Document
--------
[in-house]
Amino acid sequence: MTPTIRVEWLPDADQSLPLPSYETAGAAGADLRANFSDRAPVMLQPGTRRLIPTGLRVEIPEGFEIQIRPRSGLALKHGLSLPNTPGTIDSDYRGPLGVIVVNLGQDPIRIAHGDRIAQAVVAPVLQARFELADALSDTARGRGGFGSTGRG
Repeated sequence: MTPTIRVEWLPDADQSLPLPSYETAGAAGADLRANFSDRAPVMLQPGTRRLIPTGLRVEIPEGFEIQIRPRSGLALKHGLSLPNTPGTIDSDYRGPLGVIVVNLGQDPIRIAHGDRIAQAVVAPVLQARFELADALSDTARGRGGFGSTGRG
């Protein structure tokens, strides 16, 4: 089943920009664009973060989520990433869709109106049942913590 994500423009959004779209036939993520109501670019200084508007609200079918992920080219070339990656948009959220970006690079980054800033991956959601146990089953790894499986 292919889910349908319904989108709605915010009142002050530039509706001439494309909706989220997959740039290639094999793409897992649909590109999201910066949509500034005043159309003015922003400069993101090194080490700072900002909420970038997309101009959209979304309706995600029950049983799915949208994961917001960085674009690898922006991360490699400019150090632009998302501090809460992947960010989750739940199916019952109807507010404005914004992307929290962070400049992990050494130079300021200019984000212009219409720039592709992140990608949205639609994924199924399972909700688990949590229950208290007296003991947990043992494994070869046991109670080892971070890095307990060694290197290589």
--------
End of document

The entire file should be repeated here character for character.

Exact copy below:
[in-house]
Amino acid sequence: MTPTIRVEWLPDADQSLPLPSYETAGAAGADLRANFSDRAPVMLQPGTRRLIPTGLRVEIPEGFEIQIRPRSGLALKHGLSLPNTPGTIDSDYRGPLGVIVVNLGQDPIRIAHGDRIAQAVVAPVLQARFELADALSDTARGRGGFGSTGRG
Repeated sequence: MTPTIRVEWLPDADQSLPLPSYETAGAAGADLRANFSDRAPVMLQPGTRRLIPTGLRVEIPEGFEIQIRPRSGLALKHGLSLPNTPGTIDSDYRGPLGVIVVNLGQDPIRIAHGDRIAQAVVAPVLQARFELADALSDTARGRGGFGSTGRG
């Protein structure tokens, strides 16, 4: 089943920009664009973060989520990433869709109106049942913590 994500423009959004779209036939993520109501670019200084508007609200079918992920080219070339990656948009959220970006690079980054800033991956959601146990089953790894499986 292919889910349908319904989108709605915010009142002050530039509706001439494309909706989220997959740039290639094999793409897992649909590109999201910066949509500034005043159309003015922003400069993101090194080490700072900002909420970038997309101009959209979304309706995600029950049983799915949208994961917001960085674009690898922006991360490699400019150090632009998302501090809460992947960010989750739940199916019952109807507010404005914004992307929290962070400049992990050494130079300021200019984000212009219409720039592709992140990608949205639609994924199924399972909700688990949590229950208290007296003991947990043992494994070869046991109670080892971070890095307990060694290197290589």